A recent small study suggests that Hypericum spp. (St. John’s wort) may help people quit smoking. The study was based on research showing that some prescription antidepressants can help people quit smoking, and hypothesized that St. John’s wort might have a similar effect but with fewer side effects. The participants took 450 mg of standardized (0.3% hypericin and a minimum of 4% hyperforin) twice daily. Almost 38% were not smoking 12 weeks later. This study did not have a control group but other studies suggest that maybe 17% of those determined to quit are able to do so cold turkey. The study is well reasoned and admits that it is preliminary, cautioning us not to “over interpret the results.”
They also note that Zyban (buprion, an antidepressant studied in smoking cessation) yielded about the same results but was only available by prescription, cost $120/month plus the cost of a doctor visit, and up to 48% of those taking it experienced side effects such as dry mouth, seizures, insomnia, and headaches. They even calculated that patients with good insurance coverage actually might only spend $20 on the drug. In contrast, St. John’s wort is readily available at a cost of about $11/month and at most 7.5% suffered side effects of GI disturbances and photosensitivity.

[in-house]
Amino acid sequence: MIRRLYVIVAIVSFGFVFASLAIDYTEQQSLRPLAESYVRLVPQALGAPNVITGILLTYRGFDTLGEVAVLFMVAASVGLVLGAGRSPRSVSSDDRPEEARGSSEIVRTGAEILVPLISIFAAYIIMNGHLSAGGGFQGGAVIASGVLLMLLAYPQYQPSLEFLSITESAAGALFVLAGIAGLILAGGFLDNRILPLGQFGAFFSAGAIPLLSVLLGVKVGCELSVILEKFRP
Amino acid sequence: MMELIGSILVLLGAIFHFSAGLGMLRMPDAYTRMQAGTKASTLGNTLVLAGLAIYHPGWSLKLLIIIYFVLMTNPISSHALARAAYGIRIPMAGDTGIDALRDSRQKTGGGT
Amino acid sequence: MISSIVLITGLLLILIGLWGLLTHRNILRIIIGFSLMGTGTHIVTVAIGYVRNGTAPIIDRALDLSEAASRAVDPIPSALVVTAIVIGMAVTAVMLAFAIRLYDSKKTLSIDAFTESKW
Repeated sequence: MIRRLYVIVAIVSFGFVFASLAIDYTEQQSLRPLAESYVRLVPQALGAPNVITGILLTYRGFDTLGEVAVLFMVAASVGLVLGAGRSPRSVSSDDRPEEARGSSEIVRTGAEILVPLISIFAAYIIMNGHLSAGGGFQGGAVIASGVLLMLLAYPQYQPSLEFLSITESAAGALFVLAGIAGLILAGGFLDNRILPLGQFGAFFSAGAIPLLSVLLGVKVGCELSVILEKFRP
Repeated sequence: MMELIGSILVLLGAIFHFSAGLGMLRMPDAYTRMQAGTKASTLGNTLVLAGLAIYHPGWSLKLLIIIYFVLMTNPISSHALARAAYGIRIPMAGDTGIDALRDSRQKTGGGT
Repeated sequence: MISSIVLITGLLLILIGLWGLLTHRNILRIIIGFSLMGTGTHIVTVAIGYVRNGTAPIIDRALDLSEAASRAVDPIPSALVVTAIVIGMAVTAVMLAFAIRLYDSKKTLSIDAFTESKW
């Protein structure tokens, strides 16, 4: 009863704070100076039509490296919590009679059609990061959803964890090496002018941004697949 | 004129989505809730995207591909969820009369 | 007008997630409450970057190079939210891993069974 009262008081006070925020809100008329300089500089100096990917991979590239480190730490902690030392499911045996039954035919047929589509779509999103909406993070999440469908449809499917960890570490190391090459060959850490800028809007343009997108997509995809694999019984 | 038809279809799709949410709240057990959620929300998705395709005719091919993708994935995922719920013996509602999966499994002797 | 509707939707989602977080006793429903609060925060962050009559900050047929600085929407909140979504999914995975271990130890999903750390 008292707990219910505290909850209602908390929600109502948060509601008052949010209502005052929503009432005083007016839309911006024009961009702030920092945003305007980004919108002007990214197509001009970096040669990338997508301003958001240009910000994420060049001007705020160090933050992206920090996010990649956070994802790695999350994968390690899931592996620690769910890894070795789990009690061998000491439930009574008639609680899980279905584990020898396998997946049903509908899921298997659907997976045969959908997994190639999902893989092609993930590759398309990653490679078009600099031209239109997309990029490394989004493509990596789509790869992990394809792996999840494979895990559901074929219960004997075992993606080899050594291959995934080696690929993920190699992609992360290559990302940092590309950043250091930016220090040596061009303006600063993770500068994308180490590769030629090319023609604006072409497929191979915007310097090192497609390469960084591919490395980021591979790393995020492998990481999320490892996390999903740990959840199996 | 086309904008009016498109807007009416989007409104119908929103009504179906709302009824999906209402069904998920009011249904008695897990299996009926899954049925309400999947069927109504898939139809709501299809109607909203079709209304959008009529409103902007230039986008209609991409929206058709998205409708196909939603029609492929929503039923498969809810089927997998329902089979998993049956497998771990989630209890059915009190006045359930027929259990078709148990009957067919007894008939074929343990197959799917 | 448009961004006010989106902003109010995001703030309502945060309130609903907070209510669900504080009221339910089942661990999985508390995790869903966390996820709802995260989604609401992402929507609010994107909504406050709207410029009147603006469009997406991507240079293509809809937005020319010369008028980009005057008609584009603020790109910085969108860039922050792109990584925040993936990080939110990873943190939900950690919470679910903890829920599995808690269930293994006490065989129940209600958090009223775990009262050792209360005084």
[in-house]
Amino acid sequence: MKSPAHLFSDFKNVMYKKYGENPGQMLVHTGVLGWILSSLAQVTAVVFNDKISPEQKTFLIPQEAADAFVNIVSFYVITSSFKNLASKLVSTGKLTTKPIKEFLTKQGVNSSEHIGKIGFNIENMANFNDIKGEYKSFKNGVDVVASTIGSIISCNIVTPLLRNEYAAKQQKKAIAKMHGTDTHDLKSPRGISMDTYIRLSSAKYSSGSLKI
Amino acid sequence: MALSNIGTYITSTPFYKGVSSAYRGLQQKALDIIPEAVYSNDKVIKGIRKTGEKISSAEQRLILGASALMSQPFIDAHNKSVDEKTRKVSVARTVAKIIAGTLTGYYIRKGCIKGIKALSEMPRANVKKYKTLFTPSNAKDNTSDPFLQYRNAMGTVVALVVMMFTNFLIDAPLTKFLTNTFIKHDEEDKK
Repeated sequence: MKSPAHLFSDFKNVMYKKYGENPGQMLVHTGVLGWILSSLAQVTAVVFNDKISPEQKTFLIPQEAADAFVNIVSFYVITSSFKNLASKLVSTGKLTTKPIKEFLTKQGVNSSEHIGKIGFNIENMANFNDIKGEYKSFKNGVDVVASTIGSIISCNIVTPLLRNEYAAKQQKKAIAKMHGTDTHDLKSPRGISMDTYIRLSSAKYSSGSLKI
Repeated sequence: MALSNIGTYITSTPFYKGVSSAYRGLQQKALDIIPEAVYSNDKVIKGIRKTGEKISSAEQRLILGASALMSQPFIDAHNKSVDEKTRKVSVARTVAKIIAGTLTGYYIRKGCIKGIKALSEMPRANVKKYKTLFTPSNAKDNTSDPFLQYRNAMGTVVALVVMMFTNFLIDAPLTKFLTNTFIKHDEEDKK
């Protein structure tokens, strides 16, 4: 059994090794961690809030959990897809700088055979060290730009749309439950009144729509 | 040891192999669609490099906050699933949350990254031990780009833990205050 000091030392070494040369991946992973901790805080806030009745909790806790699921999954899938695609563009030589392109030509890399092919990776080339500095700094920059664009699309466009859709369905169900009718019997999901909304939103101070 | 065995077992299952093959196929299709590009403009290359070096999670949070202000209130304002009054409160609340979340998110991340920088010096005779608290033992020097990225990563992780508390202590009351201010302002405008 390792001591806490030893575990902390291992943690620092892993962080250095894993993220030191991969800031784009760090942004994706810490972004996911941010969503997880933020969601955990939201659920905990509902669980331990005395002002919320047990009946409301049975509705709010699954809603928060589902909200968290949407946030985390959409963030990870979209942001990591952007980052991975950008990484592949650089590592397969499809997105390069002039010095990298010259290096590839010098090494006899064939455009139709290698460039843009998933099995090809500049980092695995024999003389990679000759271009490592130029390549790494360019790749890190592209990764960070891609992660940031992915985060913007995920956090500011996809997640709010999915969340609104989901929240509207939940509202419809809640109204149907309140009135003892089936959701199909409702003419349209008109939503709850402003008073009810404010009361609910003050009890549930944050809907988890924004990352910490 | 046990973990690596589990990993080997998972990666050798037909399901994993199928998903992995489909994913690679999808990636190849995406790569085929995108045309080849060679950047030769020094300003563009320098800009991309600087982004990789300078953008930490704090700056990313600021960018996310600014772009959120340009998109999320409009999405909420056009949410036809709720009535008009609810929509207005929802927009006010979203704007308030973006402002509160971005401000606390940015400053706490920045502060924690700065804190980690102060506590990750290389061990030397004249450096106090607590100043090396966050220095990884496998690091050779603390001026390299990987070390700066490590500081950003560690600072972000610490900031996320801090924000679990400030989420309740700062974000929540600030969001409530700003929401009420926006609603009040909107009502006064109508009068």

Anyone who has smoked knows that quitting smoking involves much more than overcoming nicotine addiction. Smoking, like drug use and overeating, is a form of self-medication. I have found that adaptogens are useful in helping people maintain their resolve to quit smoking. I will now be advising people to take St. John’s wort as well to provide some more focused emotional relief.
In the study, the participants began taking St. John’s wort for a week before their “quit date.” The study also suggested that it might be better to take it for a while longer before that date as studies suggest that the effect of the herb builds slowly in most people. The same is true of adaptogens, so it probably makes sense to have people take both for 3-4 weeks before trying to quit.
Lawvere S, Mahoney MC, Michael Cummings K, et al. A phase II study of St. John’s wort for smoking cessation. Comp Ther Med 2006; 14:175-184.